Morrison Elementary principal Diane Rewerts reported on the success of F.A.C.T.(Family Academic Collaborative Teams) nights at the elementary school. F.A.C.T. is a program that helps parents engage in their students education. The Montana O.P.I. (Office of Public Instruction) would not fund the original F.A.C.T. program for the school, so Morrison paraprofessional Wendy Tunison crafted a similar program on her own.
F.A.C.T. nights are akin to parent/teacher conferences. Parents come to classrooms to see what their children are learning and take home free tools to work at home with their children. Teachers create game packs of foundational skills so families do not have to purchase anything.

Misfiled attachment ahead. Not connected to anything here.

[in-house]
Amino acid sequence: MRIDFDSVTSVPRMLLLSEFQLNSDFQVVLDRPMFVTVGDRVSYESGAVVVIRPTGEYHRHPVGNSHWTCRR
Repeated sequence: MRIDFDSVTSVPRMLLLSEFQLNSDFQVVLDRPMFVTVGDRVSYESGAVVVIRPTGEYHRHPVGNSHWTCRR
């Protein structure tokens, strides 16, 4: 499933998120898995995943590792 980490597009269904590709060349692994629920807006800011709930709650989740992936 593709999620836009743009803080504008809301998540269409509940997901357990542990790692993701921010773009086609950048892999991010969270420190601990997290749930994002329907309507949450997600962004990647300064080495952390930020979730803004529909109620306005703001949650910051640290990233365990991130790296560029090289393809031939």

Parents learn how their children are progressing in the particular skill and then set achievable goals to help their children improve.
The board introduced the Classified Staff Educational Reimbursement Memorandum of Understanding, which sets aside $5,000 per year to help interested employees acquire teaching certificates or take classes pre-approved through the administration. Employees are eligible after six months of employment and priority is given to those seeking teaching certificates.
The board also introduced three new classes at the high school: college-level yoga, college-level art, and vocational mathematics. Board member Janis Fontaine expressed concern about whether the yoga class would be purely physical or contain spiritual aspects that, she said, should be a separate religion class. Francom said that the class was purely physical.